Japan’s far north is unfairly overlooked by most overseas visitors, despite its rich history, delicious cuisine, and wild, beautiful landscapes. It’s also a growing art destination, with one of the country’s best contemporary art museums drawing more and more people to the unassuming provincial city of Towada.
Find out more about Japan, one of Culture Trip’s favourite destinations, now fully open to visitors.
When you think of Aomori, the first things to come to mind are probably its cold winters, fresh seafood and raucous traditional festivals. The most northerly prefecture on Japan’s main island, its historical reputation as a remote, slightly wild place still lingers.
So when I heard it’s one of the best modern art destinations in Japan, I was sceptical. Beyond Tokyo, surely you’d think of Kagawa first, with the art islands of the Seto Inland Sea? Or Niigata, where the Echigo-Tsumari Art Triennale is held?
But as it turns out, this northern province really is now a major modern art destination. The prefecture has five museums dedicated to modern art: Aomori Museum of Art, Hirosaki Museum of Contemporary Art, Aomori Contemporary Art Centre, the Hachinohe Art Museum, and Towada Art Center.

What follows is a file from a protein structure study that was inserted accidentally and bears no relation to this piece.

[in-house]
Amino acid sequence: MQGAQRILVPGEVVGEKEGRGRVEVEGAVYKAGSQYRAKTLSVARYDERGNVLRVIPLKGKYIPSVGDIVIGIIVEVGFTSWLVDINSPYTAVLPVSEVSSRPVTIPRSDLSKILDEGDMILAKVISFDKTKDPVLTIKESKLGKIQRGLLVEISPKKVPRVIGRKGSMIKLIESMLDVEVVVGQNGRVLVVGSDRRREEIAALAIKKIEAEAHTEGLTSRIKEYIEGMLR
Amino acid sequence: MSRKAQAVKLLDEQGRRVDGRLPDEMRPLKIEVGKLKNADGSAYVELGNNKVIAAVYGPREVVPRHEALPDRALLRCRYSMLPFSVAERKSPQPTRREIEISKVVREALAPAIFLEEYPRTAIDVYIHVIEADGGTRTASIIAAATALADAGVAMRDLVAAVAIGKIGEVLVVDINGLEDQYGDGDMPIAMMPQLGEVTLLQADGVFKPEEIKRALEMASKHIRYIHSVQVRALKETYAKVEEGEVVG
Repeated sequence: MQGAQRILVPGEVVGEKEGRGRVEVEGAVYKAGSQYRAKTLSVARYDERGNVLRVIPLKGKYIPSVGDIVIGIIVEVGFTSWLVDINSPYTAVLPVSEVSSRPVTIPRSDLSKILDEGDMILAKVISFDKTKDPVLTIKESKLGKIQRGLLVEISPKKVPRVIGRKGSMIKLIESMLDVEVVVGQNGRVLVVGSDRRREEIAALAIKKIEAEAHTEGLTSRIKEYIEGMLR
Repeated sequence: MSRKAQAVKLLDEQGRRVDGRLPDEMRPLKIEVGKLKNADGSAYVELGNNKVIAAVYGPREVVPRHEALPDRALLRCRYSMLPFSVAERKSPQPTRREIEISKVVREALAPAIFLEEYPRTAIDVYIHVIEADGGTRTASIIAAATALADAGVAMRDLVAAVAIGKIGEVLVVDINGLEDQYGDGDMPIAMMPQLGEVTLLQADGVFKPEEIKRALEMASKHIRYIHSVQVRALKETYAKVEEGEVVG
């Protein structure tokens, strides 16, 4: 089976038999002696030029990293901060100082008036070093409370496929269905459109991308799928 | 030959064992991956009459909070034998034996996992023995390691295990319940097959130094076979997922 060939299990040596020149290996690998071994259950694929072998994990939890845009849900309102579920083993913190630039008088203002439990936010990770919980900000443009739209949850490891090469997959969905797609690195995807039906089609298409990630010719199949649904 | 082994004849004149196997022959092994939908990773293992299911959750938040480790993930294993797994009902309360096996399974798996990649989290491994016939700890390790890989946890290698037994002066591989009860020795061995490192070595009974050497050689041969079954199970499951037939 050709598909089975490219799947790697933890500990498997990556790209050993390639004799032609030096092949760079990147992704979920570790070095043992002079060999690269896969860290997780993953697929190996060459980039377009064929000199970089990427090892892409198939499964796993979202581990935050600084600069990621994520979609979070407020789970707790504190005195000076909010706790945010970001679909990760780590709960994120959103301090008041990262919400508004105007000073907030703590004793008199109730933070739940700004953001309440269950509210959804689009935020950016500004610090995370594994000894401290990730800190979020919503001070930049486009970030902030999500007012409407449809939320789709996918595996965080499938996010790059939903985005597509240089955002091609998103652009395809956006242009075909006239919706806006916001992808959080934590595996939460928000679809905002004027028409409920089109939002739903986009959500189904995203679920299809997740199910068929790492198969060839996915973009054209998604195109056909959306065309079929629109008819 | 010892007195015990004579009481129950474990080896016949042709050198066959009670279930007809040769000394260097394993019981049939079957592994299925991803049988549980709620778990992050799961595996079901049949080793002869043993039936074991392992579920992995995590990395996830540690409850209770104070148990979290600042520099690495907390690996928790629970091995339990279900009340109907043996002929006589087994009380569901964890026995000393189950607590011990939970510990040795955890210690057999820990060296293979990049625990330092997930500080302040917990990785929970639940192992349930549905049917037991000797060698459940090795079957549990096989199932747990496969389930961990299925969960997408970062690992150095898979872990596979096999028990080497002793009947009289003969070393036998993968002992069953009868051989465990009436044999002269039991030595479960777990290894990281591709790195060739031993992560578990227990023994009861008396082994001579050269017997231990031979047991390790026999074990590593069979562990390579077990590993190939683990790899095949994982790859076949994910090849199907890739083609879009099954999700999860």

It’s this last one we decided to explore, keen on a day of culture after hiking around the eerie, otherworldly volcanic landscapes of Osorezan. Watching the countryside fade into the city through the bus windows, my scepticism remained. Towada hardly gave the impression of being a cutting-edge art destination. It looked like any other Japanese city, the buildings a typical mix of squat concrete and weathered wood. We passed roofs tiled in red, green and blue; residential streets punctuated with shrine gates and low temple eaves; bustling covered shopping arcades.
Finally, we turned onto a wide avenue lined with cherry trees, lush and green now but surely awash with delicate pink flowers each spring. Then suddenly, we came to an open space filled with sculptures, several covered with the unmistakable dotted patterns of Yayoi Kusama.
Families were relaxing in the square, children clambering on the structures while their parents kept an eye on them.